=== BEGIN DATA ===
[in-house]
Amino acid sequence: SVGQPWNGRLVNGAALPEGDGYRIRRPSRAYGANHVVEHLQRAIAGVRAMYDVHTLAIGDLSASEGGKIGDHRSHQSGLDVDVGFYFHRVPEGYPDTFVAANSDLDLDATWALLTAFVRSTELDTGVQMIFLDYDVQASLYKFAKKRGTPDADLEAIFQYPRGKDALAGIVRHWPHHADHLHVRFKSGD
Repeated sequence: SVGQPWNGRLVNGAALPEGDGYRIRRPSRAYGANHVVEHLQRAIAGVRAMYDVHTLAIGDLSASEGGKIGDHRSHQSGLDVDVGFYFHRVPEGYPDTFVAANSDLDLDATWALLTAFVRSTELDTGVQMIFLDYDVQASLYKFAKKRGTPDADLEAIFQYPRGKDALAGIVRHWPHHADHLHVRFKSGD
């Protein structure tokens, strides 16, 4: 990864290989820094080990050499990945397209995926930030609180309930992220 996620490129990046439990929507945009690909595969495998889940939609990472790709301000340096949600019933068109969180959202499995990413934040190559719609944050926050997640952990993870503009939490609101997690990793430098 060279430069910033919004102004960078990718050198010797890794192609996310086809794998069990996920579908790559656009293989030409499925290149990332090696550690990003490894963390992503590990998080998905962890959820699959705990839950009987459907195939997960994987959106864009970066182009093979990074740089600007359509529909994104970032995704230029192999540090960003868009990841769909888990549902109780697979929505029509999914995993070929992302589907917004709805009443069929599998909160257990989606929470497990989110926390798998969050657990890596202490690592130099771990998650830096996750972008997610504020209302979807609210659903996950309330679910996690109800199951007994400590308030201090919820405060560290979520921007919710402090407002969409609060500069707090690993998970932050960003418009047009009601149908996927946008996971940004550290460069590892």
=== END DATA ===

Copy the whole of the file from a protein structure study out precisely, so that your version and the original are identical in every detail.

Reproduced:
[in-house]
Amino acid sequence: SVGQPWNGRLVNGAALPEGDGYRIRRPSRAYGANHVVEHLQRAIAGVRAMYDVHTLAIGDLSASEGGKIGDHRSHQSGLDVDVGFYFHRVPEGYPDTFVAANSDLDLDATWALLTAFVRSTELDTGVQMIFLDYDVQASLYKFAKKRGTPDADLEAIFQYPRGKDALAGIVRHWPHHADHLHVRFKSGD
Repeated sequence: SVGQPWNGRLVNGAALPEGDGYRIRRPSRAYGANHVVEHLQRAIAGVRAMYDVHTLAIGDLSASEGGKIGDHRSHQSGLDVDVGFYFHRVPEGYPDTFVAANSDLDLDATWALLTAFVRSTELDTGVQMIFLDYDVQASLYKFAKKRGTPDADLEAIFQYPRGKDALAGIVRHWPHHADHLHVRFKSGD
């Protein structure tokens, strides 16, 4: 990864290989820094080990050499990945397209995926930030609180309930992220 996620490129990046439990929507945009690909595969495998889940939609990472790709301000340096949600019933068109969180959202499995990413934040190559719609944050926050997640952990993870503009939490609101997690990793430098 060279430069910033919004102004960078990718050198010797890794192609996310086809794998069990996920579908790559656009293989030409499925290149990332090696550690990003490894963390992503590990998080998905962890959820699959705990839950009987459907195939997960994987959106864009970066182009093979990074740089600007359509529909994104970032995704230029192999540090960003868009990841769909888990549902109780697979929505029509999914995993070929992302589907917004709805009443069929599998909160257990989606929470497990989110926390798998969050657990890596202490690592130099771990998650830096996750972008997610504020209302979807609210659903996950309330679910996690109800199951007994400590308030201090919820405060560290979520921007919710402090407002969409609060500069707090690993998970932050960003418009047009009601149908996927946008996971940004550290460069590892």